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One of the least understood characteristics of marketing activities is their productive nature. It is unfortunate that the term “production” is used in two different ways, causing considerable ambiguity and confusion. In one sense, it is used to denote the result of industrial activity, as in referring to the output of farms, factories, or mines. A major function for most business firms today is that of establishing and maintaining a market for their products. In the case of such simple business enterprises as roadside markets, ordinary display and the more elementary forms of personal selling are the only expression of this function.
On the other hand, many manufacturers, middlemen, and producers of business or personal services conduct elaborate campaigns to arouse or stimulate demand for their products, or to divert such demand from competitors. In each case the business organization is engaged in one of the most essential marketing functions, that of demand creation or selling (FAVILLE, 1961). The term demand creation is used in the rather loose, broad, and very general way that has become customary in all discussions of advertising and personal selling.
For example, the word demand must not be interpreted to mean a stubborn insistence upon the product advertised, for seldom is it meant to be other than a mere recognition, a favorable impression, or a preference with respect to it. More important, the word “creation” must not be interpreted to mean as bringing into existence something which has not existed before, for usually it refers to the bringing into consciousness and action motivations that have been dormant or otherwise ineffective.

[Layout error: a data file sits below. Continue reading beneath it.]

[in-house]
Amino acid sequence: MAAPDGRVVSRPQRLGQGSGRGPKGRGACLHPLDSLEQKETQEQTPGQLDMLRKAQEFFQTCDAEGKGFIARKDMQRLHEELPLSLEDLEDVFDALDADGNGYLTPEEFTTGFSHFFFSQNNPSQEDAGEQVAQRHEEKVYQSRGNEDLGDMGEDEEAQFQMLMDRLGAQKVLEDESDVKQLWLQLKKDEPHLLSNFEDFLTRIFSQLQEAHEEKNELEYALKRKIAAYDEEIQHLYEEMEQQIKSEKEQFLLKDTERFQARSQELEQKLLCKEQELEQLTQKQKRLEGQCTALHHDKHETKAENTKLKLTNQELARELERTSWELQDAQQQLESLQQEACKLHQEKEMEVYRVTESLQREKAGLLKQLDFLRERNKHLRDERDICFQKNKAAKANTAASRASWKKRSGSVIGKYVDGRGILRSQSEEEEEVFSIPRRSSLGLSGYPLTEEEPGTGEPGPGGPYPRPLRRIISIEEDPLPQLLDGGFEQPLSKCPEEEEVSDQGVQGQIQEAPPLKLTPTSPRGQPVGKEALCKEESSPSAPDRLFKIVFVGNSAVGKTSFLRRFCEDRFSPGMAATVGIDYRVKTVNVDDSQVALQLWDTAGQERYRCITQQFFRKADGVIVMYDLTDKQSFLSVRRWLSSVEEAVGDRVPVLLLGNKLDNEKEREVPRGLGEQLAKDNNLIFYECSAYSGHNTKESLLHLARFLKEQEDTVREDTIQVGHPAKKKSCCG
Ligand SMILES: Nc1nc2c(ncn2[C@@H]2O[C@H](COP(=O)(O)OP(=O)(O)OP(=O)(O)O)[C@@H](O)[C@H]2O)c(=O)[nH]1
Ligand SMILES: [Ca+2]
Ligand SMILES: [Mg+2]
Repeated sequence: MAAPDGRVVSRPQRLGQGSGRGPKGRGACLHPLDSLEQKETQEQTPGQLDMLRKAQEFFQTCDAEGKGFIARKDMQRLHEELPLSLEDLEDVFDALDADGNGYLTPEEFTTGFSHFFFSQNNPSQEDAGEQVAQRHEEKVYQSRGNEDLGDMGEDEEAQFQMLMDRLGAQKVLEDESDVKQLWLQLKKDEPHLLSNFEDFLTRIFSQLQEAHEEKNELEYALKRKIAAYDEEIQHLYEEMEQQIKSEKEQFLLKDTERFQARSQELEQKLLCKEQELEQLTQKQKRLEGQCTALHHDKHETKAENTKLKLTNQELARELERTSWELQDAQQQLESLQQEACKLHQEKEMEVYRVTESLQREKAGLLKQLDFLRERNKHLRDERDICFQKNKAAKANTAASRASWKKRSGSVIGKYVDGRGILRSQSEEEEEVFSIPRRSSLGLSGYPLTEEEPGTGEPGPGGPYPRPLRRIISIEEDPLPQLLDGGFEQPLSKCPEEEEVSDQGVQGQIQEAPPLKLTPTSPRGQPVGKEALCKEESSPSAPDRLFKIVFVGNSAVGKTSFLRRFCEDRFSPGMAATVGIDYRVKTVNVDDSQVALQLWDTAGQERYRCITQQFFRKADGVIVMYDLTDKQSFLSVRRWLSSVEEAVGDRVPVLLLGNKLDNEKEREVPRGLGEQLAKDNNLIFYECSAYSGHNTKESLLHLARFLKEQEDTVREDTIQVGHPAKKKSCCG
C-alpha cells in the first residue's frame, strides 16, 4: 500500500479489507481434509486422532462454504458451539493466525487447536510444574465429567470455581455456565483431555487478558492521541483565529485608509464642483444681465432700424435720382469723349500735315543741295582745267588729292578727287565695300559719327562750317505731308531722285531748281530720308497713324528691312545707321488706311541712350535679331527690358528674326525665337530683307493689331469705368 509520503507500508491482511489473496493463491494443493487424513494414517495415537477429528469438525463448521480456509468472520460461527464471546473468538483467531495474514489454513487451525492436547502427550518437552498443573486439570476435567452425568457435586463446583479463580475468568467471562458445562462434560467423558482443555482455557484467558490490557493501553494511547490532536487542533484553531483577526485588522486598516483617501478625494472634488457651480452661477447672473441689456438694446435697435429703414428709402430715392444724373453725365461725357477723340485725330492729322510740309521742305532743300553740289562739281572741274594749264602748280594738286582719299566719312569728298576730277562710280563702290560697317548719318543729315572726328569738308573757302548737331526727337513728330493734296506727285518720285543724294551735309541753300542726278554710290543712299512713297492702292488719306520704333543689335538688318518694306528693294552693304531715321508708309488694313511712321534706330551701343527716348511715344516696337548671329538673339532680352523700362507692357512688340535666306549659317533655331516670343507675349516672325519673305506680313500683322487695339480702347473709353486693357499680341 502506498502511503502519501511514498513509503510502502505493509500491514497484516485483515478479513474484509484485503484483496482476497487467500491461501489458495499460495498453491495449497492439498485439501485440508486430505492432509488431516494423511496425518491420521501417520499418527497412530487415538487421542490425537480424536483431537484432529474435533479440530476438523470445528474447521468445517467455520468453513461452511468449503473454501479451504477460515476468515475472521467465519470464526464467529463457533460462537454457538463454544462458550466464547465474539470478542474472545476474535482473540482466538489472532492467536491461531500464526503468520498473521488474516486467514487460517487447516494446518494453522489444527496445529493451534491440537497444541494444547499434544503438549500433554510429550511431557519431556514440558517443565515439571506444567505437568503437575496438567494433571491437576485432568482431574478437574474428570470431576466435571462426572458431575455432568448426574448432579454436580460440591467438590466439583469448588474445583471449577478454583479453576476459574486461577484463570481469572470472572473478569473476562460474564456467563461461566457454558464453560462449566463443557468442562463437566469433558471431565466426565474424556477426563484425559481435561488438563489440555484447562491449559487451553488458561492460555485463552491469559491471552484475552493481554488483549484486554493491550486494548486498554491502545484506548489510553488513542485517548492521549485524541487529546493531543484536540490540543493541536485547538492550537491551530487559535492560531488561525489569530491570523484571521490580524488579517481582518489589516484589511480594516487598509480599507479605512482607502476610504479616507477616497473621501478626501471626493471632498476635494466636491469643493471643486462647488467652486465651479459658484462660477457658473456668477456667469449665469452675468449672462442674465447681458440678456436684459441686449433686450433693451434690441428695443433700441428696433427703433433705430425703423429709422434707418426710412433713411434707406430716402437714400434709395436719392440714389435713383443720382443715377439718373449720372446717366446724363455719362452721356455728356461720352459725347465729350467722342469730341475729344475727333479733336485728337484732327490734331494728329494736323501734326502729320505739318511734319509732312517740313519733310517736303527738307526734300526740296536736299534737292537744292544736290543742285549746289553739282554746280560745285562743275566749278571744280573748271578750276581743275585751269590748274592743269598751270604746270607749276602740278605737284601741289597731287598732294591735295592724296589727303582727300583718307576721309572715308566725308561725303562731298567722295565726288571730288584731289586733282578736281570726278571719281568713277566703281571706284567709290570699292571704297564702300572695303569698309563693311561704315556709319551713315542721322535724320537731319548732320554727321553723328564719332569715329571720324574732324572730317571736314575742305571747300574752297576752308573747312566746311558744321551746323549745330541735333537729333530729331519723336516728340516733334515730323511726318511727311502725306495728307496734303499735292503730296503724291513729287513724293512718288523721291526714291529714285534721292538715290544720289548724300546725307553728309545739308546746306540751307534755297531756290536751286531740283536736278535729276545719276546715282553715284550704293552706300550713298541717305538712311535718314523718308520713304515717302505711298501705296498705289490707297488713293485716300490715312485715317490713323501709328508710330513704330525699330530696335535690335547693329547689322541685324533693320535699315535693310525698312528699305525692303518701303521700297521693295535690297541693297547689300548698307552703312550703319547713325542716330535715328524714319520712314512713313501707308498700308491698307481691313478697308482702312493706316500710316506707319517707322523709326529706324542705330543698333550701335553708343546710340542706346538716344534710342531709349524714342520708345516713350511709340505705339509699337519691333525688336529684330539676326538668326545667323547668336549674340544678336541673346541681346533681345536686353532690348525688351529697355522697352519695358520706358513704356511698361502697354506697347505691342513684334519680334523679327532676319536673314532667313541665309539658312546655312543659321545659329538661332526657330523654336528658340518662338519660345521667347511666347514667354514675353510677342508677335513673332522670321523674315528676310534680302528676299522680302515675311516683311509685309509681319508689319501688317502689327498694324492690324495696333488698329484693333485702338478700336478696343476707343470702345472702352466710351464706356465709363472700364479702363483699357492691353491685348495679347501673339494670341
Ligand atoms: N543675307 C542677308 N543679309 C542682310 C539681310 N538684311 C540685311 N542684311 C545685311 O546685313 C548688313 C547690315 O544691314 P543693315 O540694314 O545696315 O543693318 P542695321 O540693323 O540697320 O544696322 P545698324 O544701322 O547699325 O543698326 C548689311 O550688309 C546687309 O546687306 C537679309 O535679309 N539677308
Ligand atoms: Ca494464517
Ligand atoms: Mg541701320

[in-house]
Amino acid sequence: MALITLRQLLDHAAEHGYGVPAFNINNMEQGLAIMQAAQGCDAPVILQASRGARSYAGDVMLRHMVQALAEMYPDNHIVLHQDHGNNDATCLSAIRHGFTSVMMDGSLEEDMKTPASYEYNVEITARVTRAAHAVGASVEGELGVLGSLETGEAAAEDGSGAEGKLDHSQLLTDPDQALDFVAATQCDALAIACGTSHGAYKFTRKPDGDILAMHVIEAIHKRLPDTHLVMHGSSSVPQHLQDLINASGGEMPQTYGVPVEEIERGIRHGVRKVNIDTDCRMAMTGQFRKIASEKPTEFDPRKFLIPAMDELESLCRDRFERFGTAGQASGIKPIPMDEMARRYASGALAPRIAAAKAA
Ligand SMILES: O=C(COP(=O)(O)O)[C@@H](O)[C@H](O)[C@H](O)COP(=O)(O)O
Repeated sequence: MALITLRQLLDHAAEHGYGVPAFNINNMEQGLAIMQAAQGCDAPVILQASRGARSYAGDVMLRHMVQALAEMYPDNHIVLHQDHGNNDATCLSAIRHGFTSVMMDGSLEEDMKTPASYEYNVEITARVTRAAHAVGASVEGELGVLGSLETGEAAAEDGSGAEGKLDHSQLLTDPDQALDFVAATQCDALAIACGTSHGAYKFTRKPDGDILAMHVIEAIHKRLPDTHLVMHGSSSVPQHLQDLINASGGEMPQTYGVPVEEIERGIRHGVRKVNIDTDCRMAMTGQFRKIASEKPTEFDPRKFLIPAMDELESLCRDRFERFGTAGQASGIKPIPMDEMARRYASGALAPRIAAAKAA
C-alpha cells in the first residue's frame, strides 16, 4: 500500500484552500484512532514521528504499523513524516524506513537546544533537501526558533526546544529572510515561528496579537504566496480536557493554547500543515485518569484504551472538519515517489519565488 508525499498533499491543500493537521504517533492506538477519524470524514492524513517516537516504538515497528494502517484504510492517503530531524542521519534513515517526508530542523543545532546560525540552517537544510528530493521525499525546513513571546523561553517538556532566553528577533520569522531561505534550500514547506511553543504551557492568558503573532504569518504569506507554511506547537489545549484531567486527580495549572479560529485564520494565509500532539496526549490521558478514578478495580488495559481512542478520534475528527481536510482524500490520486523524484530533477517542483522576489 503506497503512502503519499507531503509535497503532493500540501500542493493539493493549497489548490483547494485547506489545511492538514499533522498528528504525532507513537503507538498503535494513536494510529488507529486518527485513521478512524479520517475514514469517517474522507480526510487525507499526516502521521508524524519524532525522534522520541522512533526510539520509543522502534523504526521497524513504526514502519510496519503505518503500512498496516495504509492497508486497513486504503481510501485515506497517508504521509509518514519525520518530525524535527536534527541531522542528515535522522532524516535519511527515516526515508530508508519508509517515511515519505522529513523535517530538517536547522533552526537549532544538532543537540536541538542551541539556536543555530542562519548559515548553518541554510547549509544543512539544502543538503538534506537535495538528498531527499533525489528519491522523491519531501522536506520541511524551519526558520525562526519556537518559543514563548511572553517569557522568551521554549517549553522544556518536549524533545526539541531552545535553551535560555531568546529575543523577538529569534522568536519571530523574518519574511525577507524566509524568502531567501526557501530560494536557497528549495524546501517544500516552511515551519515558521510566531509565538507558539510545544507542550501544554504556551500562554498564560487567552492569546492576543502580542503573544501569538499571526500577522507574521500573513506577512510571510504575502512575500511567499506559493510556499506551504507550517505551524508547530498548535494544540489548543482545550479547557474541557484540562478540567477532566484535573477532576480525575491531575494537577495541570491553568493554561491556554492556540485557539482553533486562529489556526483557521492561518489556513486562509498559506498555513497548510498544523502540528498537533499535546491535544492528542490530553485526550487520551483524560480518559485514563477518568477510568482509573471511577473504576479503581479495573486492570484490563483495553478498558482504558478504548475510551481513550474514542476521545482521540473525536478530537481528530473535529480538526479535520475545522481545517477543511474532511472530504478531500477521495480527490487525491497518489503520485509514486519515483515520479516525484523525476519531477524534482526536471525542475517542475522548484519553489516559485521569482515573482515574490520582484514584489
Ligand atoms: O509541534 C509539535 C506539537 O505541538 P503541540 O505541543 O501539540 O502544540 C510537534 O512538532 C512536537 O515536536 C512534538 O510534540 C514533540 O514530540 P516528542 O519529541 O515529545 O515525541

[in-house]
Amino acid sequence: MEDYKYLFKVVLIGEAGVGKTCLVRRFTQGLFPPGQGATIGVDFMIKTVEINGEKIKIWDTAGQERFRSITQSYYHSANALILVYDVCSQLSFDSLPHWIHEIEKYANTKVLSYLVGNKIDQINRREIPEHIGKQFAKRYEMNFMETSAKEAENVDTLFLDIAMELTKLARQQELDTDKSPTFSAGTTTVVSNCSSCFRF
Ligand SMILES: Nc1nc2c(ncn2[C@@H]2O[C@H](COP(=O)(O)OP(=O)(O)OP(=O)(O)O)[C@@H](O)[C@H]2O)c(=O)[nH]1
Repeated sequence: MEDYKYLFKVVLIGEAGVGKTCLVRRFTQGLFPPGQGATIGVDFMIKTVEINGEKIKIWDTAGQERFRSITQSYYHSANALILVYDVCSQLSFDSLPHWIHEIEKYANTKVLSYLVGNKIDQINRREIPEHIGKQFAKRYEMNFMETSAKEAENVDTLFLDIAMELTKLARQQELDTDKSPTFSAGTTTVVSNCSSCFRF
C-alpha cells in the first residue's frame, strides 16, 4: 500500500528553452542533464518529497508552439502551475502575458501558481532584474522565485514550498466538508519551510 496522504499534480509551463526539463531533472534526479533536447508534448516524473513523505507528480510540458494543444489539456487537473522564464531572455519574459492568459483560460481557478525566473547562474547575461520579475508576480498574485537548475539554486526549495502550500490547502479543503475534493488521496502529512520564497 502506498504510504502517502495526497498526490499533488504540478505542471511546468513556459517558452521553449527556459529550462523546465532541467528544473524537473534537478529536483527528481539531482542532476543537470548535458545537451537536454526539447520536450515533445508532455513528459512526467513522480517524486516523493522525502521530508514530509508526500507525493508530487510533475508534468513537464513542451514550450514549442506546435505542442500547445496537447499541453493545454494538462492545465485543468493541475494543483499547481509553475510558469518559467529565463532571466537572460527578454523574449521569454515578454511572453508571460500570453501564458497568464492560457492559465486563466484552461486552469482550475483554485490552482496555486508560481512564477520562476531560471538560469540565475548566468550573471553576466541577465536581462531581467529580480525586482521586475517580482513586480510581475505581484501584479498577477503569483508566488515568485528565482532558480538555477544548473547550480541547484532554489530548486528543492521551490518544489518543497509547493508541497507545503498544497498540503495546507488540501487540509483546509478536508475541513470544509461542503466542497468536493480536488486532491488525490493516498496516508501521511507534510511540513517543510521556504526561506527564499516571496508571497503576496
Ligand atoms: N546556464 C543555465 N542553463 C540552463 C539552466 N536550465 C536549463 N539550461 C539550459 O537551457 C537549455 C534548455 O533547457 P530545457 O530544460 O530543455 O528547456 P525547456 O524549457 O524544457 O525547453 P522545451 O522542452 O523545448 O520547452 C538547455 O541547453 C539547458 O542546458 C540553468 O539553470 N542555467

Actually, then, instead of “creating demand” in the literal sense, what selling effort (including advertising) does is to arouse, stimulate, or direct a prospective buyer’s conscious or dormant desire for want satisfaction that results in action with reference to a given product, service, or seller. Advertising and personal selling are not as a rule in competition but rather supplement each other. A marked characteristic of personal selling is that the message is usually delivered to a definite prospect.
Advertising, except for direct mail, on the other hand, must appeal to the mass mind, or at least to the average individual within some market segment to which the appeal is directed. Moreover, personal salesmanship is adaptable. The message can be adjusted to the individual prospect and appeals can be selected which are of most importance to him. The speed of delivery and the language of the sales argument can be adjusted to the prospect’s training or general intelligence.
Objections can be met as they arise, and thus effective demand can be created. Advertising is used, as a rule, to assist the salesman. It aims to give preliminary information and to break down resistance which might operate to prevent the later, effective delivery of a sales message. Advertisements in trade magazines can be used, for example, to tell the story of a certain type of business machine and to suggest that many companies have used such machines with success.
Purchasing agents and mechanical engineers are much more apt to give a careful hearing to the salesman for a machine of this kind when he calls than would be the case if they knew nothing about the machine in advance of the call. Thousands of people may receive favorable impressions about a certain kind of automobile because of the manufacturer’s advertising, but as a rule it is not until after further selling effort by the dealer’s salesman that a purchase is actually made (DAVIS, 1961).
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